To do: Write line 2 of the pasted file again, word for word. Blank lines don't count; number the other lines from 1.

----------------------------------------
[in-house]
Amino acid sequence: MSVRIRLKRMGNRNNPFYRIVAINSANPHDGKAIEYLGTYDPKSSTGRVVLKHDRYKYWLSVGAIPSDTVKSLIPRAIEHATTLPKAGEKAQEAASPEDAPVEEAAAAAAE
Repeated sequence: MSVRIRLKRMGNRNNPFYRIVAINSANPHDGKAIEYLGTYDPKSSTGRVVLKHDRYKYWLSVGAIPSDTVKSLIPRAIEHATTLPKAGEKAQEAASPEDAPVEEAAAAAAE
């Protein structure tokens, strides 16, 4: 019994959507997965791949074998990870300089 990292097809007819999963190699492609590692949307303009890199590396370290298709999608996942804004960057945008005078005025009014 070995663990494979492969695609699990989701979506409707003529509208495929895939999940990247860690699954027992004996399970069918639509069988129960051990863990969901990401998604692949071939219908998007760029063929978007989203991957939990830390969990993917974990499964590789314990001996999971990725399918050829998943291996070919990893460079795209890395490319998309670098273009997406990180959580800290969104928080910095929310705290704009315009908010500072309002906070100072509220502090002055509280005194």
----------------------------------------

Amino acid sequence: MSVRIRLKRMGNRNNPFYRIVAINSANPHDGKAIEYLGTYDPKSSTGRVVLKHDRYKYWLSVGAIPSDTVKSLIPRAIEHATTLPKAGEKAQEAASPEDAPVEEAAAAAAE